Fall Fest returns to San Jacinto College
10.06.2014 | By Andrea Vasquez
The San Jacinto College South Campus office of student life will host its annual Fall Fest on Friday, Oct. 24.
The family event will feature a petting zoo, music, games, train rides, and crafts. There will also be a costume contest beginning at 7 p.m. Other favorites and new activities include moonwalks, pony rides, and a rock-climbing wall.
Fall Fest will be held from 5:30 p.m. to 8:30 p.m., in the parking lots outside of the South Campus gym and soccer field, located at 13735 Beamer Road in Houston. Guests will be able to purchase refreshments and are encouraged to also stop by the soccer game and watch the San Jacinto College men’s soccer team take on Northeast Texas Community College beginning at 6 p.m. All games are free and open to the public.
Pictured: San Jacinto College’s annual Fall Fest returns on Friday, Oct. 24 at the South Campus. Last year’s costume contest winners included a toy soldier, vampire, zombie, witch, Fabulous, and a ninja. Pictured left to right: Rachal Bell, Dr. Mary Wisgirda, Lola Lopez, Cody Coyote, Matthew Flores, Johann Galvan, and Ashton Davis. Photo credit: Andrea Vasquez, San Jacinto College marketing, public relations, and government affairs department.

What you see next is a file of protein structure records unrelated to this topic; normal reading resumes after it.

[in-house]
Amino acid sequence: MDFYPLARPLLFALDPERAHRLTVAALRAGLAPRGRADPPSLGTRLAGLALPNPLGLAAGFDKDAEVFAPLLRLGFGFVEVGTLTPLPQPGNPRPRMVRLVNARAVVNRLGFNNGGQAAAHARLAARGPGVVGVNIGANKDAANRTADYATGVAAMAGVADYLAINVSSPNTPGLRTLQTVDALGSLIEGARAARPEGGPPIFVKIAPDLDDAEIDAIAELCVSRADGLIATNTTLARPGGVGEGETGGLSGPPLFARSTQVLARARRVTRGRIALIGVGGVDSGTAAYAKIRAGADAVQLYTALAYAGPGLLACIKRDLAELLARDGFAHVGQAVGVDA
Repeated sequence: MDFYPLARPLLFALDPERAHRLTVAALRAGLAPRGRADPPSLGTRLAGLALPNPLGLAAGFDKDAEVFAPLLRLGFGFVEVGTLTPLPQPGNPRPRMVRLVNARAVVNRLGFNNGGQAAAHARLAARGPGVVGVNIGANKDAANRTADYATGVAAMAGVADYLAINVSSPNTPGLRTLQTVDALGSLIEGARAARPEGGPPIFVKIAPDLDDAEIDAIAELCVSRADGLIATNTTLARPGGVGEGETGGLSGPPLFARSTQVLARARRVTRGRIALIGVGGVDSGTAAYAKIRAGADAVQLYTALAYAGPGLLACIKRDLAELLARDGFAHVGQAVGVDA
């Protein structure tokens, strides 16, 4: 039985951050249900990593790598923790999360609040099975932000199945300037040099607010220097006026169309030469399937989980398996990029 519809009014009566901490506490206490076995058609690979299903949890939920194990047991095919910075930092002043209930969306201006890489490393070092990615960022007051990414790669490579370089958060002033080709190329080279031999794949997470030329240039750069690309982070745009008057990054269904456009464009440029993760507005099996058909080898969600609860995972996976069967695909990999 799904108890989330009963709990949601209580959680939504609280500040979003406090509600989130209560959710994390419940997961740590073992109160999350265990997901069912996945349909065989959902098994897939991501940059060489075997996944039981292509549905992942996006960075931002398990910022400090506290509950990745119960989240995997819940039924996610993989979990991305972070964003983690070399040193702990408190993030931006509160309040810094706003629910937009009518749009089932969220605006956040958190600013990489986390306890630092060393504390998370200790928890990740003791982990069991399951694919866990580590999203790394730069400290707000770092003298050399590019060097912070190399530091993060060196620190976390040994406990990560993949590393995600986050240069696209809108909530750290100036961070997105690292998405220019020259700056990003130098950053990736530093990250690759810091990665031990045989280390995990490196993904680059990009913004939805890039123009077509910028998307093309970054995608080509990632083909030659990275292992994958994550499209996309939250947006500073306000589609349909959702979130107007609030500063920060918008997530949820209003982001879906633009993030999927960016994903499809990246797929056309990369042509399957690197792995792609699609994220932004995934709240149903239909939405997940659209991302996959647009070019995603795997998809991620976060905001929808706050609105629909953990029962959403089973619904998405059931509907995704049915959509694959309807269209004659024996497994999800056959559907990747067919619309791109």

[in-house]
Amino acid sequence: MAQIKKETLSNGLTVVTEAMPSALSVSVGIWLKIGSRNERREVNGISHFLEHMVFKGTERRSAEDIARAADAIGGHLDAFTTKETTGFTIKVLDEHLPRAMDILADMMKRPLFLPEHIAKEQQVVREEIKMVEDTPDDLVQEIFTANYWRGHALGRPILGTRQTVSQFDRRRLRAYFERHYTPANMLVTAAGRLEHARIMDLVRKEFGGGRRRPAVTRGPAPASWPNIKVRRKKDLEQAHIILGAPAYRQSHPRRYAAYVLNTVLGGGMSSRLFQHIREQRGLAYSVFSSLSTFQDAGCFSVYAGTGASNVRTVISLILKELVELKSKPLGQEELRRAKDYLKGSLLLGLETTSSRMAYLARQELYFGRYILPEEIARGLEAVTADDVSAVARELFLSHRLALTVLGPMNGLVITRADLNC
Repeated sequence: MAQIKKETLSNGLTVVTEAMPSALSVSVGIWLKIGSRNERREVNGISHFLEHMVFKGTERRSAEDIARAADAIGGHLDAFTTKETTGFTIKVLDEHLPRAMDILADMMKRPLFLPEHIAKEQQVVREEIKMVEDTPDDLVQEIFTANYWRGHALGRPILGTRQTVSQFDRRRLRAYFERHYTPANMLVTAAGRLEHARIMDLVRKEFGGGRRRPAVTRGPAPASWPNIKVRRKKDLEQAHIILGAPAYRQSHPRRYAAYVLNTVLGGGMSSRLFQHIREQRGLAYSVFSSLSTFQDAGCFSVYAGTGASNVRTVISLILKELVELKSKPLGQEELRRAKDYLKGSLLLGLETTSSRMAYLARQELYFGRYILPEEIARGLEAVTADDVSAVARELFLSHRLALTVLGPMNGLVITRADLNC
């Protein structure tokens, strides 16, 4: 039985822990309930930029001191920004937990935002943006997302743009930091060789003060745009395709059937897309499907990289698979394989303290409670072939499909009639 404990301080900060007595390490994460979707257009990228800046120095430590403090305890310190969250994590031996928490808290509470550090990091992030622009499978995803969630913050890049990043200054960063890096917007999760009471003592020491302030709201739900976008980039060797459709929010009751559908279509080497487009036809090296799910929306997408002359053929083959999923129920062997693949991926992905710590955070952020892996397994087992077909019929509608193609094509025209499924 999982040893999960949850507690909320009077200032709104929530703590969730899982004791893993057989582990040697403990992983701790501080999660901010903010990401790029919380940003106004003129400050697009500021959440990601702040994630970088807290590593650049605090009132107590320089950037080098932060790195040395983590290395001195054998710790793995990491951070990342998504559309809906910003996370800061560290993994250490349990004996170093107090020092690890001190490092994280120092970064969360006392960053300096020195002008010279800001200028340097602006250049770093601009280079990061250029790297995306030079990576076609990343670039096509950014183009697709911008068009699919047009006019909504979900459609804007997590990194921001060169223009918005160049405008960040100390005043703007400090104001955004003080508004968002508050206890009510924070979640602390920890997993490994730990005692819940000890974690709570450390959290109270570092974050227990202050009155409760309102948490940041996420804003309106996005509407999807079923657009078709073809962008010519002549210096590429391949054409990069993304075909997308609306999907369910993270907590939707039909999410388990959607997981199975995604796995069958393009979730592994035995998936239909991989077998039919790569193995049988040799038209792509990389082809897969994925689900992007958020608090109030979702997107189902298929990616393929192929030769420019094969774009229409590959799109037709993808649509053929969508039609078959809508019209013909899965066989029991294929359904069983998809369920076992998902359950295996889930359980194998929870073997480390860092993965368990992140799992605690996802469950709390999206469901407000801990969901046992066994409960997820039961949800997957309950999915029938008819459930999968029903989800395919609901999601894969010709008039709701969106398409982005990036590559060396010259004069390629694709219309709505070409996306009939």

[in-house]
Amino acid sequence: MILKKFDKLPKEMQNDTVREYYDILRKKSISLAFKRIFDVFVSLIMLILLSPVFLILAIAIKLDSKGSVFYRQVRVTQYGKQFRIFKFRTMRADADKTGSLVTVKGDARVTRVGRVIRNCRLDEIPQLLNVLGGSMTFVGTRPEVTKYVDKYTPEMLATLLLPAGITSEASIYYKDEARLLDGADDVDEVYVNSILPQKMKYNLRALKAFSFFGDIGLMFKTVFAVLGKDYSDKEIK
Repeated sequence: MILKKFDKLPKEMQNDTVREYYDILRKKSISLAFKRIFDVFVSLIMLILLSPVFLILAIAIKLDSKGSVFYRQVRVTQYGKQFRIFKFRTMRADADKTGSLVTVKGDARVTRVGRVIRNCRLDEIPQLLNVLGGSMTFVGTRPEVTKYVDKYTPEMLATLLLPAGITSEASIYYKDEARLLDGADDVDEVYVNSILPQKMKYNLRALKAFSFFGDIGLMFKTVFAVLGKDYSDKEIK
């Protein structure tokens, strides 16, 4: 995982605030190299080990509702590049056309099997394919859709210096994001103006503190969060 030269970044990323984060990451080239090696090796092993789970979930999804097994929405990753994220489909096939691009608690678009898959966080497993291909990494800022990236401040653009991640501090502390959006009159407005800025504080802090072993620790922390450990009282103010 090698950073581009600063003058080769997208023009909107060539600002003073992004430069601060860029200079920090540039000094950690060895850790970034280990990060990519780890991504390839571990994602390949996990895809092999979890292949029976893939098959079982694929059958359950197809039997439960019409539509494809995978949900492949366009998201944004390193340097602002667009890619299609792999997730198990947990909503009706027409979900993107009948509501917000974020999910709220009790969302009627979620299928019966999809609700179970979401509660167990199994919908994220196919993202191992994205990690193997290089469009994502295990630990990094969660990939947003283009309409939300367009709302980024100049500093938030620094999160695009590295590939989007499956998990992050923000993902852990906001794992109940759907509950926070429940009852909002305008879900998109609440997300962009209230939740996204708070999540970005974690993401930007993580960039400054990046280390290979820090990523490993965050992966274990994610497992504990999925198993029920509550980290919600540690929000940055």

About San Jacinto College
Surrounded by monuments of history, industries and maritime enterprises of today, and the space age of tomorrow, San Jacinto College has been serving the citizens of East Harris County, Texas, for more than 50 years. As an Achieving the Dream Leader College, San Jacinto College is committed to the goals and aspirations of a diverse population of approximately 30,000 credit students. The College offers 186 degrees and certificates, with 46 technical programs and a university transfer division. Students benefit from a support system that maps out a pathway for success, and job training programs that are renowned for meeting the needs of growing industries in the region. San Jacinto College graduates contribute nearly $690 million each year to the Texas workforce.